Home / Auto News / News article: Click It or Ticket Seatbelt Campaign Reminds Drivers to Buckle Up - AutoGuide.com News
 |  Jun 01 2010, 10:41 AM

A sure sign of summer, the “Click It or Ticket” seatbelt campaign is in full force. And it seems to be working – 84 percent of Americans buckle up. This is the highest rate of seatbelt use recorded.

The annual event, which runs from May 24 to June 5, is coordinated by the U.S. Department of Transportation and is delivered through a law enforcement blitz and crackdown. The police officers stationed at check points across the country enforce a zero tolerance, round-the-clock sweep for motorists who fail to wear a safety belt.

Although this event only lasts two weeks, wearing a seatbelt should be a habit you get into 365 days a year. And it’s surprising how many drivers fail to institute this important safety feature into their daily commute. Many states, such as Massachusetts, Wyoming, and New Hampshire (the only state without any seatbelt law), fall below the national average with a usage rate around 70 percent. There are 19 states that do not enforce a primary law, which allows drivers to be pulled over for failing to wear a seat belt, and four of these states have a primary law only for teenagers and younger passengers. The most likely to drive without a seatbelt are men aged 18 to 34.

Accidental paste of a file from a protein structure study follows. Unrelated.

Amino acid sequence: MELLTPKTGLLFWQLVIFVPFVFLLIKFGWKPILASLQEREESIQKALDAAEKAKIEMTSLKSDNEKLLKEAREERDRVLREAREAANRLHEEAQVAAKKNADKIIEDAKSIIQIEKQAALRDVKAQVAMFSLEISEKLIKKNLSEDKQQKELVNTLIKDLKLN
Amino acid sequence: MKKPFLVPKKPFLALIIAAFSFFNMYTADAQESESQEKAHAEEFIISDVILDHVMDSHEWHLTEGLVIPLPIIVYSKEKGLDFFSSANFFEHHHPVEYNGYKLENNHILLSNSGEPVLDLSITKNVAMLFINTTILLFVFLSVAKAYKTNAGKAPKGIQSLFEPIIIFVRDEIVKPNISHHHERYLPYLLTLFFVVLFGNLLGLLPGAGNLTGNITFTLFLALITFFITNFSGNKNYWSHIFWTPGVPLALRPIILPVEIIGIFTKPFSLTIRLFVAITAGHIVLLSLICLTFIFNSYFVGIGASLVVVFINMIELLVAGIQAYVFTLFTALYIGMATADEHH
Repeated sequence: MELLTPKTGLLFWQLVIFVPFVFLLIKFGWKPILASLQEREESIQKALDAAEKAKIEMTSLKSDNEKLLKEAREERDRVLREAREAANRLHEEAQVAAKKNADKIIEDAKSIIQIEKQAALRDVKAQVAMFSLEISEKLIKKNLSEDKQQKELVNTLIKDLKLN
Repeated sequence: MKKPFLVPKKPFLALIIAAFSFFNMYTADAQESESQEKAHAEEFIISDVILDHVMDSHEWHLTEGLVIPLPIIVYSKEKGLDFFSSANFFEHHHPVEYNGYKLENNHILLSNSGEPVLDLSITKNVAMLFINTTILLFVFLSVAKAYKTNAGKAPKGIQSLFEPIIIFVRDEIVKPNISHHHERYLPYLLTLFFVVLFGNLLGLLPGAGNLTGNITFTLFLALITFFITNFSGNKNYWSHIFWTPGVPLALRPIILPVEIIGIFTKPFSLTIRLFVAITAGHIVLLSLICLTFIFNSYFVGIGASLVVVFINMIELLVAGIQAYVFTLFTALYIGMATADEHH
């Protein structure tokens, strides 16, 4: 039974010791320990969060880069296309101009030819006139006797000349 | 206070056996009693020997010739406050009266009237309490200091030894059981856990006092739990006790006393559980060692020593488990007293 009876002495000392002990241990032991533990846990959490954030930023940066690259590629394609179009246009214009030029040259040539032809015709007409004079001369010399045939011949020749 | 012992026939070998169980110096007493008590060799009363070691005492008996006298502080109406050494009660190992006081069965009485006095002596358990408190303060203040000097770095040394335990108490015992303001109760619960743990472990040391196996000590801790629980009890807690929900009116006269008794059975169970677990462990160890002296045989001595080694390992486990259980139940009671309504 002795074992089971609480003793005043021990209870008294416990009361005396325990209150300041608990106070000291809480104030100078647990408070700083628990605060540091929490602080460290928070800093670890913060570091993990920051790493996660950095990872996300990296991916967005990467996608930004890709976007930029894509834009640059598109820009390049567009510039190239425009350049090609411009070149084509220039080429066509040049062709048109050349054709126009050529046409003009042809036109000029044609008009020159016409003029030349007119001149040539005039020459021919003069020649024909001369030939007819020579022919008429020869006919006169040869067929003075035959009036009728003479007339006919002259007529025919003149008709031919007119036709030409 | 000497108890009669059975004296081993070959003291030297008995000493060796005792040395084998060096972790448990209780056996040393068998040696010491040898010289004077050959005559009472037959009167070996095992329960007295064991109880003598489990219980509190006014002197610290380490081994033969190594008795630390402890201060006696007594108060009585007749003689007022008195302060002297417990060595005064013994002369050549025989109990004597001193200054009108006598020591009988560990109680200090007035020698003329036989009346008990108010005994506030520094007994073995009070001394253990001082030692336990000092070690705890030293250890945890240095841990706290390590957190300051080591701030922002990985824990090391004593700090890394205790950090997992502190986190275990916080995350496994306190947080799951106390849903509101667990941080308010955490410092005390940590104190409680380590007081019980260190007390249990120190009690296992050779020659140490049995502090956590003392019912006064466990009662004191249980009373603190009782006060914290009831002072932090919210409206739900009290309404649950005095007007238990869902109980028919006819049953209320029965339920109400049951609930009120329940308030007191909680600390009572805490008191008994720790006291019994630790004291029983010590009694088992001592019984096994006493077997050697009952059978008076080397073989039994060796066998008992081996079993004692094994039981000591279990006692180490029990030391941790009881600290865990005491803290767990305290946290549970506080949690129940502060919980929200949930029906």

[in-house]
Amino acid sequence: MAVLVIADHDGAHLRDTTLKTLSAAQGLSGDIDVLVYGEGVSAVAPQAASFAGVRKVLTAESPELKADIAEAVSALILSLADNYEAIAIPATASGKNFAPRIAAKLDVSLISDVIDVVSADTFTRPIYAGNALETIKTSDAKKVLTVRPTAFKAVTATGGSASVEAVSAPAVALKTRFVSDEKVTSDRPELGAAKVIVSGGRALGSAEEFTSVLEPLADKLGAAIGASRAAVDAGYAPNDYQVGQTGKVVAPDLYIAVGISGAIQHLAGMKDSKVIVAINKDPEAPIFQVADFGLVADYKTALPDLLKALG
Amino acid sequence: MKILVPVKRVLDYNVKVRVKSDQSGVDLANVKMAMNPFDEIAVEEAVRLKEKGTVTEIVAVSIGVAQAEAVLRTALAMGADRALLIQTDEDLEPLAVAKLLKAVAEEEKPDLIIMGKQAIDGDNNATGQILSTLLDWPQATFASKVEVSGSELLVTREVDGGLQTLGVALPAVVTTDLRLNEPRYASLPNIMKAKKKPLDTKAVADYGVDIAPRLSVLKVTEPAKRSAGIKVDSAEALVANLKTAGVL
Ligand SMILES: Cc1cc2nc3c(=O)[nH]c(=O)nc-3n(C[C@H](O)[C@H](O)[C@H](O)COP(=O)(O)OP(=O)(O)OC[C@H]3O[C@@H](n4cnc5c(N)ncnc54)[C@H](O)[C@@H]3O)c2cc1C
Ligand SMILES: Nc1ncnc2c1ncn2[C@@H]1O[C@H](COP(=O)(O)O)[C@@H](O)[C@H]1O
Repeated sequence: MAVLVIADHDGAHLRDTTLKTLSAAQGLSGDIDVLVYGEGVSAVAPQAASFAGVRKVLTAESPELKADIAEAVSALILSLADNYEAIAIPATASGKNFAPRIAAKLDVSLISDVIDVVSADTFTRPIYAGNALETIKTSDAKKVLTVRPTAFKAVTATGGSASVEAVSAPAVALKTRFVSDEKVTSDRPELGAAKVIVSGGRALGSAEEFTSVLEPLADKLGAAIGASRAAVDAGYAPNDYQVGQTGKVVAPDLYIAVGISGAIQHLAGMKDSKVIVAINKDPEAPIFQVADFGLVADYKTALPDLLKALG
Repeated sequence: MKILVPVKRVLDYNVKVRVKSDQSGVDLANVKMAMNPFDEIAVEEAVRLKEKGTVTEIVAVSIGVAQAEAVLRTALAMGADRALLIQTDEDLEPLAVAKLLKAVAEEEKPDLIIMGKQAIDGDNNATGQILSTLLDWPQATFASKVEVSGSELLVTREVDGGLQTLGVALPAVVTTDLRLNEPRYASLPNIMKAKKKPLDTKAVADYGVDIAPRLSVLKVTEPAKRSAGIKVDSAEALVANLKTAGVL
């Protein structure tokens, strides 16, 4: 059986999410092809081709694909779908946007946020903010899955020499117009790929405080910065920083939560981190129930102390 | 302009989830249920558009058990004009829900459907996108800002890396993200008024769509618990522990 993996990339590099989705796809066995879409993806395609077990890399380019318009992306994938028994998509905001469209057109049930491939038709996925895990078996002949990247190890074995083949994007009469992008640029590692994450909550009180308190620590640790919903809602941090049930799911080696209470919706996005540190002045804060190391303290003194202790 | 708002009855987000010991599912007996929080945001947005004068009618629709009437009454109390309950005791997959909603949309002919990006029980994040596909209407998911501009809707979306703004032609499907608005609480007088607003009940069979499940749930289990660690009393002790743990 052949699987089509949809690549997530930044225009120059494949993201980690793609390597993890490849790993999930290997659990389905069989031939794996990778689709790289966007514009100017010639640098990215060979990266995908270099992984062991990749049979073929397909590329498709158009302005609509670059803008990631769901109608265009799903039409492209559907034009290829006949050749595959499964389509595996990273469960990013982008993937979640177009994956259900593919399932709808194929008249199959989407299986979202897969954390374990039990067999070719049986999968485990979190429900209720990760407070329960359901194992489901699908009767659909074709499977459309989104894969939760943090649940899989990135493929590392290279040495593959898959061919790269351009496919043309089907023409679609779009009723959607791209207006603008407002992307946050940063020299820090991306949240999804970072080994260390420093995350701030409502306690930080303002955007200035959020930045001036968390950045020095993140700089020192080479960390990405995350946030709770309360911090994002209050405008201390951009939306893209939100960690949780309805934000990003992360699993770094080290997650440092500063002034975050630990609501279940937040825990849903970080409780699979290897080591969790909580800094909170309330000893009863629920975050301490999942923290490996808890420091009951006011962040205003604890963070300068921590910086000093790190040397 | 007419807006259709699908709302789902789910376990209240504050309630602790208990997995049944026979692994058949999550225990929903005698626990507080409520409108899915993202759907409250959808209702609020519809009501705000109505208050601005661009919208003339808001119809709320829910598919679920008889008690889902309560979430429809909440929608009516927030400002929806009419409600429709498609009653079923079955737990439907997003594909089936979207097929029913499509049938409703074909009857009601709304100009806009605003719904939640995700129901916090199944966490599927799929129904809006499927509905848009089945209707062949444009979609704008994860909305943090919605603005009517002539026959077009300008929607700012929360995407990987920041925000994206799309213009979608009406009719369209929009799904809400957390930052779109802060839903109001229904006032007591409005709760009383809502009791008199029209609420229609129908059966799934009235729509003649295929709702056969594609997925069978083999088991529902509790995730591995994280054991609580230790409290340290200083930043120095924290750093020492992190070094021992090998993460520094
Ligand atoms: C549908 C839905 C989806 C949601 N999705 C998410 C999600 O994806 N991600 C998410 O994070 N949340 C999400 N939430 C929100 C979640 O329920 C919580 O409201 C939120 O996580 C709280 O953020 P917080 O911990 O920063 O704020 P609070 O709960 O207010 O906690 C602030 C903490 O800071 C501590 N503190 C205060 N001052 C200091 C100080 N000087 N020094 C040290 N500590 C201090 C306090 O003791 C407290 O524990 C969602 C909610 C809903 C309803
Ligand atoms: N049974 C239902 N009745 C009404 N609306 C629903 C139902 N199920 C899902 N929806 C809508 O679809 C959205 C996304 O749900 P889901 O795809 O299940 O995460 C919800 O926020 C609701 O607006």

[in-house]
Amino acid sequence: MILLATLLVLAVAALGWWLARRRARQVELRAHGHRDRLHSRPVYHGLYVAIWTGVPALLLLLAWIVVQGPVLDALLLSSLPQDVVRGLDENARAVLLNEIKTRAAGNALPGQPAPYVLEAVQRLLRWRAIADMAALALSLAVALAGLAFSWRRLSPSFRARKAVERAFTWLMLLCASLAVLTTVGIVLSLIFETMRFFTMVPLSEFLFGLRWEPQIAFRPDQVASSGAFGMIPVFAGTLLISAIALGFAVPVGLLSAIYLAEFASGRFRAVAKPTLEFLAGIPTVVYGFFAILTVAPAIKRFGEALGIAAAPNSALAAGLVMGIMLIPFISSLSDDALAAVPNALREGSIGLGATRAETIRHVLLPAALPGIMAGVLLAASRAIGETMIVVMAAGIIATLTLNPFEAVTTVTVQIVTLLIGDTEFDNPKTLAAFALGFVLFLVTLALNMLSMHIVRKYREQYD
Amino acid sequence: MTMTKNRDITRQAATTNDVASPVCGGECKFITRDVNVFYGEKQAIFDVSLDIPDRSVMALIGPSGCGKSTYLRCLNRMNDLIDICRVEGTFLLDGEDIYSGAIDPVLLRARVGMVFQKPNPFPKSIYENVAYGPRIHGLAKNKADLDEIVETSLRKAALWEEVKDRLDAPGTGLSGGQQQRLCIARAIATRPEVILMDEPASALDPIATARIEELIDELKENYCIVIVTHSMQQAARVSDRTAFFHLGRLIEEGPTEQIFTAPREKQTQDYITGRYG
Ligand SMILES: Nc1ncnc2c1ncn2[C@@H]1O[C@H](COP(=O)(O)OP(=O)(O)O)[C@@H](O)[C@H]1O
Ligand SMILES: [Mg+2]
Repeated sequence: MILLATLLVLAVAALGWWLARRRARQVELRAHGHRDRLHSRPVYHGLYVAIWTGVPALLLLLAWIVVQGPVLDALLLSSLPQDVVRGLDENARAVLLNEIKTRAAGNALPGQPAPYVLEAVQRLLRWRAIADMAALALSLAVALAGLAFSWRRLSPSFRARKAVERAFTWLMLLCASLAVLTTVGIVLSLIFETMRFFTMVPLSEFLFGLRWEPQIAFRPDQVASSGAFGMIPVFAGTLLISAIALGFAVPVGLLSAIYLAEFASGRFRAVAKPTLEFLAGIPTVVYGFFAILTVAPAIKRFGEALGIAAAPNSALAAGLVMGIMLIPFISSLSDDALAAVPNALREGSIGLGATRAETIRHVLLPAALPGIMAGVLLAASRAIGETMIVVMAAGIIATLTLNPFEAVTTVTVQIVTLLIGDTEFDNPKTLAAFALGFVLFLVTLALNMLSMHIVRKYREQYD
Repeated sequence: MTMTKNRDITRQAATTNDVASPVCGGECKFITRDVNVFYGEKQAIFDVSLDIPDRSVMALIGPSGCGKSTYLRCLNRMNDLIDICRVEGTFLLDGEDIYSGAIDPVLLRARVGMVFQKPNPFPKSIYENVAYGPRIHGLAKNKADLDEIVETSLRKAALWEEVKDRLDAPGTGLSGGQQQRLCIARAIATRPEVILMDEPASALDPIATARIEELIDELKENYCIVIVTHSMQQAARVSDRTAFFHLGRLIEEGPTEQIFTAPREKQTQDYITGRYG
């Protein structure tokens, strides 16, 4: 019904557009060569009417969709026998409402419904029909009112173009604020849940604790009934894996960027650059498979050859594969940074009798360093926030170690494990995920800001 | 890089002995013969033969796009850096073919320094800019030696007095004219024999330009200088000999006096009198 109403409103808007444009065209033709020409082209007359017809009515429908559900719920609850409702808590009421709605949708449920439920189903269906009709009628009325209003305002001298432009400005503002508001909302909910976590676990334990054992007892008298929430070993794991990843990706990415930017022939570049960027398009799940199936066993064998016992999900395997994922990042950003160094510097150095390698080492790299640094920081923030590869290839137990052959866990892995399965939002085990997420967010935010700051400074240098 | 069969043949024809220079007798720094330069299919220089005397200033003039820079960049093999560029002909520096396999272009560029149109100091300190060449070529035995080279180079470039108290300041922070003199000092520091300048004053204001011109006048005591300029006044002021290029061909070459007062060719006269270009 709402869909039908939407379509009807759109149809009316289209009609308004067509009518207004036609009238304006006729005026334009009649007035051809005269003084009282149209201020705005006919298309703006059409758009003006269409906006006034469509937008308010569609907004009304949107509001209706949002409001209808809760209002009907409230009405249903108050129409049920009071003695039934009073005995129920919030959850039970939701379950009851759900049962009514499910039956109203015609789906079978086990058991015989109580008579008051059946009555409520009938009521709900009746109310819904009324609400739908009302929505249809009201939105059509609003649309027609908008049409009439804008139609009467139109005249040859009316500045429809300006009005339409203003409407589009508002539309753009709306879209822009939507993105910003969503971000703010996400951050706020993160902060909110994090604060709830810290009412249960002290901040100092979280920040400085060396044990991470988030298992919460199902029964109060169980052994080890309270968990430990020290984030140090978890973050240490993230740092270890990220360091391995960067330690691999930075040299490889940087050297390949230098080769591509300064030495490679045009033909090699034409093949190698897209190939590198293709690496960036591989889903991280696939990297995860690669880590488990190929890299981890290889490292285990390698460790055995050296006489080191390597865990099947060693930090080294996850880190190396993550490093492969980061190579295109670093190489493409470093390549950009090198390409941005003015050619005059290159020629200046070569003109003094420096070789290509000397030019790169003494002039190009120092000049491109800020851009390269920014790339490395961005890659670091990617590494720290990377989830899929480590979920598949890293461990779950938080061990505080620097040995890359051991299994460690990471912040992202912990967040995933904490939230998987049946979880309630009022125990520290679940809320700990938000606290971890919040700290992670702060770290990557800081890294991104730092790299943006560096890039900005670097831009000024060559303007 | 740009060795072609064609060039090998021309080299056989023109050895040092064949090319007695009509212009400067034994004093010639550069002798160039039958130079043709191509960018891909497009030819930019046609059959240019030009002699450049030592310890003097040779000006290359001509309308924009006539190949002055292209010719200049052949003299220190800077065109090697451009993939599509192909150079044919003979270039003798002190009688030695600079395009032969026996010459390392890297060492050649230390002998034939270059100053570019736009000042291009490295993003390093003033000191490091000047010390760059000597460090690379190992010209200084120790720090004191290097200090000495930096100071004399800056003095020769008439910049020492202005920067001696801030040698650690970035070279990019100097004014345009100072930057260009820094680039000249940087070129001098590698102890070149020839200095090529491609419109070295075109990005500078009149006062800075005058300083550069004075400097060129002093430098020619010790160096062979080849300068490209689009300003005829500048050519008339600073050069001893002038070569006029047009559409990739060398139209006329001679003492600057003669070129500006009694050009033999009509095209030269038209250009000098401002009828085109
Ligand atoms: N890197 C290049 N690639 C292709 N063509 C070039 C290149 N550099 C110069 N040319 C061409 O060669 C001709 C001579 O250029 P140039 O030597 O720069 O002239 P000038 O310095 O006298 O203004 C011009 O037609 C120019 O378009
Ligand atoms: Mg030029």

[Source: Consumer Reports]

  • Jane Kruse

    Click it or Ticket, Stick It!!
    None of the press releases, advertisements or signs mention that one can be ticketed for wearing a seat belt, but not wearing it properly. It is dangerous to put the shoulder strap under your arm. Few people are aware of this. The NHTSA could do better!!!

  • Nanette Fryxell

    My son just called me all upset. He left Dunkin Donuts in Hartford, CT with seatbelt on and got pulled over by a cop outside Dunkin Donuts at an intersection who said he wasn’t wearing a seatbelt. He then gave him a $92 ticket. It’s not even the $92 it’s the fact that he WAS wearing his belt. I told him he could fight it and in the mean time I would gather stories from others and write an editorial to my newspaper. Any ideas on how he should handle this? A seat belt is not visible on people wearing dark or black colored clothing. I know because a cop came right up to my driver’s side window last week at an exit ramp and glared inside my car to check for belts.